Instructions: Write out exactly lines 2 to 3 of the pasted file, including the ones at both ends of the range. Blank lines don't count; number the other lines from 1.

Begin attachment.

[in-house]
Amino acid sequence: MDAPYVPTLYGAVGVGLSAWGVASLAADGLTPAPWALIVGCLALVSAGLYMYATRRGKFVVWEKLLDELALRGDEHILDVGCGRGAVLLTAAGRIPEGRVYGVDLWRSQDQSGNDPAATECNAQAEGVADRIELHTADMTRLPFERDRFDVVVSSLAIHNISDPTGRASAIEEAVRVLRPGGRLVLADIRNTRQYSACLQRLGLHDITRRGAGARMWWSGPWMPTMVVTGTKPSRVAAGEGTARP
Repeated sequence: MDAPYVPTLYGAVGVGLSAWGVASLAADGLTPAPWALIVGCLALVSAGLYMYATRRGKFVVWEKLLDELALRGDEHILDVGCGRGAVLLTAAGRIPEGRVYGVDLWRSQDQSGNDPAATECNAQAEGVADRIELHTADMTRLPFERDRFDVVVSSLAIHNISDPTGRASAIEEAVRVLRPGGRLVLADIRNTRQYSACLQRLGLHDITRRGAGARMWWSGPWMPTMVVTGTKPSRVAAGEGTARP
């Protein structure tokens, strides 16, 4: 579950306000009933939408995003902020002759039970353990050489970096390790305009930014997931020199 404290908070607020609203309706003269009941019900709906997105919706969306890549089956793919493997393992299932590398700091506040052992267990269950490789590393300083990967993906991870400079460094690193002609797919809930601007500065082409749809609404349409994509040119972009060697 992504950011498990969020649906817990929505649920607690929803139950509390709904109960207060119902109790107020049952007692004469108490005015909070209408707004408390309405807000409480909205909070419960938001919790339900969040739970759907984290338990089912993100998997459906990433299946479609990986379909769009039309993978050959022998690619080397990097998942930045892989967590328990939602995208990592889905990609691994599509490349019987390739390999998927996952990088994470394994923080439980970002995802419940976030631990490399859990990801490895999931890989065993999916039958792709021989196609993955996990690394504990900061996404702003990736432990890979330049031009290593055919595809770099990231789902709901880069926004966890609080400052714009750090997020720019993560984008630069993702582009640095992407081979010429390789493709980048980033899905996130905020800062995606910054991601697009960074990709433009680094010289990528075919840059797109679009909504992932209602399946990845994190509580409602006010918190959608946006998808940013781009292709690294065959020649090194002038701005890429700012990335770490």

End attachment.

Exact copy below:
Amino acid sequence: MDAPYVPTLYGAVGVGLSAWGVASLAADGLTPAPWALIVGCLALVSAGLYMYATRRGKFVVWEKLLDELALRGDEHILDVGCGRGAVLLTAAGRIPEGRVYGVDLWRSQDQSGNDPAATECNAQAEGVADRIELHTADMTRLPFERDRFDVVVSSLAIHNISDPTGRASAIEEAVRVLRPGGRLVLADIRNTRQYSACLQRLGLHDITRRGAGARMWWSGPWMPTMVVTGTKPSRVAAGEGTARP
Repeated sequence: MDAPYVPTLYGAVGVGLSAWGVASLAADGLTPAPWALIVGCLALVSAGLYMYATRRGKFVVWEKLLDELALRGDEHILDVGCGRGAVLLTAAGRIPEGRVYGVDLWRSQDQSGNDPAATECNAQAEGVADRIELHTADMTRLPFERDRFDVVVSSLAIHNISDPTGRASAIEEAVRVLRPGGRLVLADIRNTRQYSACLQRLGLHDITRRGAGARMWWSGPWMPTMVVTGTKPSRVAAGEGTARP